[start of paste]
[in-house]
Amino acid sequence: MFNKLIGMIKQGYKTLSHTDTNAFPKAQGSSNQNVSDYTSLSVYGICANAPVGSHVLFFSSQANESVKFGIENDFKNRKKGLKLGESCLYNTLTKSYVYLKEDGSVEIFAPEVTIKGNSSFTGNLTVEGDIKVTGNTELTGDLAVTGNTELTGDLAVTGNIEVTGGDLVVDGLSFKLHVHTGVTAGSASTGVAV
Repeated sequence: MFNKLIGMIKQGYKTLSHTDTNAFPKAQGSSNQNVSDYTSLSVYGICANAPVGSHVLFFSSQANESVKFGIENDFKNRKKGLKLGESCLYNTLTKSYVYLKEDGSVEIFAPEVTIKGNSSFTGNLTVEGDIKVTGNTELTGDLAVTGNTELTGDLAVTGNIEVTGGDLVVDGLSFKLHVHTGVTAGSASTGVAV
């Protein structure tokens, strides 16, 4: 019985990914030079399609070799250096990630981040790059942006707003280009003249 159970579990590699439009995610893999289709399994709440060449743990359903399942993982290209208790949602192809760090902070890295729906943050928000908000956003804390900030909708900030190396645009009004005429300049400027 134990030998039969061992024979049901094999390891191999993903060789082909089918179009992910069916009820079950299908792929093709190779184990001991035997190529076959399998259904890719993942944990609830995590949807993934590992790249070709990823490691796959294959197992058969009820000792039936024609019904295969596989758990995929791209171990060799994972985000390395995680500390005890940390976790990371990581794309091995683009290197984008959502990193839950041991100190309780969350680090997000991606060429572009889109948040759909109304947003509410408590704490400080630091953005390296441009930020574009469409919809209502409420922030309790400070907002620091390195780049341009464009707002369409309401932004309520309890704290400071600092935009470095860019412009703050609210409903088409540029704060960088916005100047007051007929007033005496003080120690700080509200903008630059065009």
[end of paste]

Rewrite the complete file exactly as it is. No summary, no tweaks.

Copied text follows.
[in-house]
Amino acid sequence: MFNKLIGMIKQGYKTLSHTDTNAFPKAQGSSNQNVSDYTSLSVYGICANAPVGSHVLFFSSQANESVKFGIENDFKNRKKGLKLGESCLYNTLTKSYVYLKEDGSVEIFAPEVTIKGNSSFTGNLTVEGDIKVTGNTELTGDLAVTGNTELTGDLAVTGNIEVTGGDLVVDGLSFKLHVHTGVTAGSASTGVAV
Repeated sequence: MFNKLIGMIKQGYKTLSHTDTNAFPKAQGSSNQNVSDYTSLSVYGICANAPVGSHVLFFSSQANESVKFGIENDFKNRKKGLKLGESCLYNTLTKSYVYLKEDGSVEIFAPEVTIKGNSSFTGNLTVEGDIKVTGNTELTGDLAVTGNTELTGDLAVTGNIEVTGGDLVVDGLSFKLHVHTGVTAGSASTGVAV
């Protein structure tokens, strides 16, 4: 019985990914030079399609070799250096990630981040790059942006707003280009003249 159970579990590699439009995610893999289709399994709440060449743990359903399942993982290209208790949602192809760090902070890295729906943050928000908000956003804390900030909708900030190396645009009004005429300049400027 134990030998039969061992024979049901094999390891191999993903060789082909089918179009992910069916009820079950299908792929093709190779184990001991035997190529076959399998259904890719993942944990609830995590949807993934590992790249070709990823490691796959294959197992058969009820000792039936024609019904295969596989758990995929791209171990060799994972985000390395995680500390005890940390976790990371990581794309091995683009290197984008959502990193839950041991100190309780969350680090997000991606060429572009889109948040759909109304947003509410408590704490400080630091953005390296441009930020574009469409919809209502409420922030309790400070907002620091390195780049341009464009707002369409309401932004309520309890704290400071600092935009470095860019412009703050609210409903088409540029704060960088916005100047007051007929007033005496003080120690700080509200903008630059065009």